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On the Spot: $1,000 first-class ticket, yet no meal upgrade?

Don't be surprised. Airlines must account for each meal bought.

January 16, 2011|By Catharine Hamm | Los Angeles Times Travel editor
(Mark Shaver / For The Times )

Question: I recently flew first class with my wife and two kids on Alaska from Cabo San Lucas, Mexico, to Los Angeles. We paid more than $1,000 for each ticket. During the flight, the attendant announced a variety of entrees over the loudspeaker. When it came time to serve food in first class, we were told we could receive only chicken sandwiches. When my wife asked for one of the selections offered coach passengers, the flight attendant said it would cost $6 to eat what the others were eating. My wife protested, noting that we were in first class, but to no avail. We coughed up the $6. What gives?

D. Esquibias, Westlake Village

Answer: Not Alaska. It can't give you a $6 meal for free because it's a matter of inventory control, the airline confirmed to me. At the end of a flight, personnel must say, "We served 50 meals; here's $300." Not, "We served 54 meals, but we're $24 short."

Airline food, said to be a $40-billion-a-year proposition, is fraught with frustration for the customer (absence, quality) and the airline (cost, inconvenience). Airline food was introduced, in fact, to replicate the services that ships and trains had been providing the traveling public when those were the favored forms of transportation, said Guillaume de Syon, a historian of aviation and technology at Albright College in Reading, Pa. He calls airline food a "doomed experiment."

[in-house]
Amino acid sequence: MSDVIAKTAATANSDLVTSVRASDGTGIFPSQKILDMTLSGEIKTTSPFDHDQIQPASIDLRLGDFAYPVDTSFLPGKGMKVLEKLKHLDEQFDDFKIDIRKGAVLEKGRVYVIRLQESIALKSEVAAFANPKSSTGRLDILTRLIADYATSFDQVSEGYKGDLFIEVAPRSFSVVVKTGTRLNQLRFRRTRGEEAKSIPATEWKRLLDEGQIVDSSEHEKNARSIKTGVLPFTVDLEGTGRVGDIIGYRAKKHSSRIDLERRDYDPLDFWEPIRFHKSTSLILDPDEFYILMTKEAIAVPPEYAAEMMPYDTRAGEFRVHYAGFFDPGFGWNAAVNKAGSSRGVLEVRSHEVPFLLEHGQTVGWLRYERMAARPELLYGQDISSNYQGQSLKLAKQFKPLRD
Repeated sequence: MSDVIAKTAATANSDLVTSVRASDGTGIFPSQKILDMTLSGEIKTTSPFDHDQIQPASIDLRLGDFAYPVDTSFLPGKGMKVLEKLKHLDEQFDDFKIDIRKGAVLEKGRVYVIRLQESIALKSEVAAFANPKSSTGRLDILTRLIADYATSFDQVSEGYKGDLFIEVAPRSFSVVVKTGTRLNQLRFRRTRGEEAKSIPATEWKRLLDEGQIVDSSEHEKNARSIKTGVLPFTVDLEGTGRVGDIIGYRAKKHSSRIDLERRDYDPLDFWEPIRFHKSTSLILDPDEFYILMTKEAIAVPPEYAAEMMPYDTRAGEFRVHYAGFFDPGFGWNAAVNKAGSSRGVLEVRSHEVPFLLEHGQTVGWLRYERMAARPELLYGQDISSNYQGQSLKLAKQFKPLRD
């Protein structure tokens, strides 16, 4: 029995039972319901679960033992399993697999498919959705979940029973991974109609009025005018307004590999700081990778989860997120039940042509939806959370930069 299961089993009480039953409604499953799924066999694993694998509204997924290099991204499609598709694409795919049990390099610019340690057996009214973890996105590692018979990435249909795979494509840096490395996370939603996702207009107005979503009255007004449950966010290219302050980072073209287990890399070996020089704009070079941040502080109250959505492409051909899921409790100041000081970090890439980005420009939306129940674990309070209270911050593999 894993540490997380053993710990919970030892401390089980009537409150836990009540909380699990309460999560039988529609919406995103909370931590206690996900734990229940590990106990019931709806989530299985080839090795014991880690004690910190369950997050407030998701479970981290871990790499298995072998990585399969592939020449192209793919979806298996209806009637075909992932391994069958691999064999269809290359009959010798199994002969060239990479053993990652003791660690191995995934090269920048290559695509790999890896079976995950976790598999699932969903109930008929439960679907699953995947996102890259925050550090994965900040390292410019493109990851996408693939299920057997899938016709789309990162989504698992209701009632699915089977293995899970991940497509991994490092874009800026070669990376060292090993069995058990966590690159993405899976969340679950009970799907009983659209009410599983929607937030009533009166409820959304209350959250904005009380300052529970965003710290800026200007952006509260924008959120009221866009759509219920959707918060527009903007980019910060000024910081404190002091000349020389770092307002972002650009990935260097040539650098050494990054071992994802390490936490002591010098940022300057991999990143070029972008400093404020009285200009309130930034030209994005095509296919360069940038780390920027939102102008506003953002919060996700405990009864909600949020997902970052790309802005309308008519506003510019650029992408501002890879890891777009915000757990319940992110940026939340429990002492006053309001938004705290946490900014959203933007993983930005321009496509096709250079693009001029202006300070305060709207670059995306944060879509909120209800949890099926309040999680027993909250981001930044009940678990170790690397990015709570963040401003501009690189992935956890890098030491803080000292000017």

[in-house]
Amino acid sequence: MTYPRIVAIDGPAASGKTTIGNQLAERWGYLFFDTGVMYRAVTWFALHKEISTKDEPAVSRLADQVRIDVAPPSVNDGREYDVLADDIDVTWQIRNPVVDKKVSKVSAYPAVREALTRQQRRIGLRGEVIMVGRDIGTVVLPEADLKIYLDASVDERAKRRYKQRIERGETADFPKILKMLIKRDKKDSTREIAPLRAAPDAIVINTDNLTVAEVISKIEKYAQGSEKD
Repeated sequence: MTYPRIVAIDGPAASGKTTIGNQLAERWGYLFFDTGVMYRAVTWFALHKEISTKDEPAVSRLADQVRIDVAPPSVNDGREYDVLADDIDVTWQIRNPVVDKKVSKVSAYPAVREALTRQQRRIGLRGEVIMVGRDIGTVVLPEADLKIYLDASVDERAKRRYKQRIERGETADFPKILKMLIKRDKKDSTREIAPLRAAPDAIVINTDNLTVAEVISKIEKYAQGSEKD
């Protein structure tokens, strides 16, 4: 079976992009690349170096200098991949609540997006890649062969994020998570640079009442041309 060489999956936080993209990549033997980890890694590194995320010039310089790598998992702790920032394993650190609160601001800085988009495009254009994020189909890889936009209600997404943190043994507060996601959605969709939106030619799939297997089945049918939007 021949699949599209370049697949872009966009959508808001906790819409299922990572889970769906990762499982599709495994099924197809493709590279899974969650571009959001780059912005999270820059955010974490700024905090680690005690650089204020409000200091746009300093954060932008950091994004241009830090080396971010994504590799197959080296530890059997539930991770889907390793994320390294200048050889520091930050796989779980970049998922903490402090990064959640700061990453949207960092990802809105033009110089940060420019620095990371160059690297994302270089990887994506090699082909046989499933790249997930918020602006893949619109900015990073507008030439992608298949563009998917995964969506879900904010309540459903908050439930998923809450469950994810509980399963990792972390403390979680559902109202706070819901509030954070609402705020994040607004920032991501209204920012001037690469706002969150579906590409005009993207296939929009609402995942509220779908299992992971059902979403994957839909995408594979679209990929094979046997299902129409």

Anyone who has eaten congealed meat loaf and mealy mashed potatoes at 35,000 feet may be nodding in agreement.

For better or mostly worse, passengers on domestic flights probably are not going to get a free meal of any quality these days unless they're in first class. Before deregulation in 1978, airlines had to compete on non-price points (food, among other service issues) because fares were controlled, said George Hoffer, a professor of economics at the University of Richmond in Virginia. But today, the no-longer-hamstrung airlines compete fiercely on price. It's easier to cut a cost to gain an advantage than to add a cost that may or may not get you an advantage.

That's why you usually pay to eat when you're sitting in the cheap seats. Hawaiian Airlines is an exception, and it has solved the "I want better stuff" dilemma by allowing passengers to "upgrade," said Louis Saint-Cyr, vice president of in-flight services. Most passengers take the free meal, he said, and those who upgrade actually subsidize the free meals. Very smart.

Otherwise, it's been a long decline on the food front. "I remember the outcry when Delta stopped serving hot lunches and served bistro bags with a sandwich, an orange and chips — everybody thought that was the end of the world," said Chris McGinnis, the business travel expert for, Best Western's travel blog. But, he said, "filling in that gap has been much better fare at airports."

Um, maybe, but if you're leaving from one of our area airports, you shouldn't count on delicious and nutritious on the ground either. If you're flying, the only glutton who will be happy is the one who loves punishment.

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